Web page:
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Bio Aviation Fuels

Bio Aviation Fuels

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Published by akgupta1946

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Published by: akgupta1946 on Mar 06, 2011
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03/06/2011

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Bio Aviation Fuels
Introduction
The Dramatic increase in fuel prices in recent years has caused concern inaviation industry. The current aviation fuel is produced from crude oil. Thediscovery of new crude oil resources has become a rarity; however, the globaldemand for aviation fuel is increasing at a faster rate. This has awakened theaviation industry and supply and prices of aviation fuel has become a topic of debate involving ATAG, stakeholders, Governments, industry and ResearchInstitutions.Due to low prices, availability and technical advantages, long life time and highcapital investment in aircrafts, kerosene derived from crude oil is considered tobe the preferred aviation fuel. This trend is likely to continue for another 2-3decades. Among the technical advantages kerosene has good flowcharacteristics – viscosity and freeze point, clear combustion, low luminosity,good energy density and good thermal stability.The concerns about rising prices, energy security, and aviation emissions haveled to look into alternative fuels. The potential of alternative fuel in aviation is nota new concept. Early jet engines were developed using hydrogen as fuel. Due tothe requirements for aircraft to use a fuel with high energy content per weight andper volume, kerosene has become a standard aviation fuel in 1970’s syntheticaviation fuels based on shale oil, tar sands, and coal liquids were investigated,but their prohibitive cost became the main hurdle in their commercialization. In1980’s biofuels such as ethanol, esters of fatty acids were also mooted for use asaviation fuels, but could not be pursued due to their high cost and low energydensity.The main challenges that an alternative aviation fuel must address include:
1.
Reducing environment impact. Aviation industry consumes 2% of all fossilfuels burnt i.e. about 12% of total fuel consumption of entire transportsector. CO2 emission is only about 3% of total CO2 generated by thetransport sector, but its environment impact is under spot light.2. Reducing operating costs.3. Improving availability and diverse supply options.
4.
Meeting specifications/need of the aircraft industry.
5.
Safety norms which are becoming more and more stringent with the rise of aviation industry.
 
The alternative fuels for aviation industry may also face several obstacles/problems, which include:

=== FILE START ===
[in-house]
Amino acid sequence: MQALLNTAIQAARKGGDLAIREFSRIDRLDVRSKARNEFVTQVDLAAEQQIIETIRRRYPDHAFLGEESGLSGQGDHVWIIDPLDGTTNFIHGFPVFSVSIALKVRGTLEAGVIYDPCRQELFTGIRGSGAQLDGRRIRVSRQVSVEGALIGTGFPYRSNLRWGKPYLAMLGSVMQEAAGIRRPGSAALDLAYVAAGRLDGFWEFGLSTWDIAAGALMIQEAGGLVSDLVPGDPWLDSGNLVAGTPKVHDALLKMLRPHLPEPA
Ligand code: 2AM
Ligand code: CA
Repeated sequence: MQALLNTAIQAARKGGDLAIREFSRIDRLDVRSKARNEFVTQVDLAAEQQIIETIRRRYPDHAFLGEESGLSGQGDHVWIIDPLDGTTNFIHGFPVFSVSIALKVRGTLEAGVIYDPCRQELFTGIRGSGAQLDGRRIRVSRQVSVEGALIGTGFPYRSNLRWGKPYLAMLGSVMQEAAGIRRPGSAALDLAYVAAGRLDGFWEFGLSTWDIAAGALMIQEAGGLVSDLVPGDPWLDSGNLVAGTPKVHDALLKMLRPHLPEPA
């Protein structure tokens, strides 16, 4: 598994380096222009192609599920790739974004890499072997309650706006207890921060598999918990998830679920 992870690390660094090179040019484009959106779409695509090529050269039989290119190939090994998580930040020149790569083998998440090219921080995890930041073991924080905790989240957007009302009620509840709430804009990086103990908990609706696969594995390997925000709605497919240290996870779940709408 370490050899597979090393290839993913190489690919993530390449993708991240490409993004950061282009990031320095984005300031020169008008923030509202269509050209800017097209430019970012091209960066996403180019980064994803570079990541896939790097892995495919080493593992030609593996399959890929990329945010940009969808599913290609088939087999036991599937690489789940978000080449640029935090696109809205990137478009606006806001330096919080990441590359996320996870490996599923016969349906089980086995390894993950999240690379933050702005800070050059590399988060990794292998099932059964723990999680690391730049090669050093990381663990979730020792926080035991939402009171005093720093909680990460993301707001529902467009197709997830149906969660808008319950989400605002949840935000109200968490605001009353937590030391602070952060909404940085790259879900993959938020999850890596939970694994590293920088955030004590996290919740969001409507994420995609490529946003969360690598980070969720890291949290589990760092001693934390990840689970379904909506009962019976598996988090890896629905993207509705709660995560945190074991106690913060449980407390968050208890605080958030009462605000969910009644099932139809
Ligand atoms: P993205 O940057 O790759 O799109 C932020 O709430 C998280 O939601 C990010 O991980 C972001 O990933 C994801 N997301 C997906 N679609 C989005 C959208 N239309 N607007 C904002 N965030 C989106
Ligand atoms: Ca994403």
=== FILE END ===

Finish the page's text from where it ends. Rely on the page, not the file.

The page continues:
1.
Lead time for fuel and additive development are long ~ 10 years.2. Airlines do not like aircraft that needs special fuel.
3.
Little incentive to develop aircraft/engines running on special highperformance or alternative fuel.
4.
Local alternative fuel potion common on ground transportation fuels onlyapplicable to general aviation.5. Hydrogen, the cleanest fuel, would require completely new aircraft andinfrastructure. Intergovernmental Panel on Climate Change (IPPC) in its Report “Aviation andGlobal Atmosphere 1999 have reported the impact of emissions from civilaviation. This Report has also commented “Alternative fuels may appear environmentally friendly but technical problems occur in adapting the fuel tocurrent aircraft design and aviation infrastructure.”This report deals with the alternative aviation fuel options, biofuels in particular,and their role in future aviation industry and outline the R &D needs for thedevelopment of bio aviation fuels.
Alternative Aviation fuel options:
There are number of alternative fuel potions for aviation, these can be classifiedas follows:
1.
Synthetic liquid fuels
– derived from coal, natural gas, or biomass. Itsometimes also refer to fuels derived from other solids such as shaleoil, tar sand, waste plastics etc.
2.
Bio aviation fuels
Fatty acid esters (biodiesel) derived fromagricultural or wild oil crops like soya, palm, jatropha, algae etc.
3.
Other oxygenates
– methanol, ethanol
4.
Hydrogen
– obtained from fossil fuels such as petroleum, natural gasand coal, biomass, and water etc.
 
5.
Biomethane
methane from agricultural waste, forest waste andMunicipal solid waste (MSW) etc.
6. Nuclear 
Renewable Aviation Fuels:
Biofuels (Biodiesel):
Biodiesel (mono-alkyl esters of fatty acids) can be produced by transesterificationof glycerides obtained from vegetable oils, waste oil products and algae or esterification of fatty acids with methanol. Biodiesel is a partial substitute for kerosene. It is expected to reduce fuel cycle carbon emissions and is readilybiodegradable.There several disadvantages with the use of biodiesel as aviation fuel. Theseinclude poor low temperature properties (high cloud and pour points), oxidationstability, and water penetration. Biodiesel has potential for use in blends withkerosene as aviation fuel. The cost is however high as compared to currentcrude oil based jet fuels.
Methanol:
Methanol is not a suitable jet fuel. Its energy density is too low in either mass or volume terms. There is also an emissions problem with methanol as it producesformaldehyde at idle or low power, thus creating health hazards to the groundstaff at airports. Due to its low flash point (18
o
C) it is not safe. For JP-8 theminimum requirement of flash point is 38
o
C.
Ethanol:
Ethanol due to its similar properties as methanol is also unsuitable for use asaviation fuel. Its flash point is even lower than methanol.
Synthetic liquid fuels:
Synthetic liquid fuels, known as Fischer-Tropsch Kerosene (FT-fuel) is producedfrom various carboniferous including biomass via syn gas. To date most researchon FT-Fuels has been done by the South African Company SASOL.

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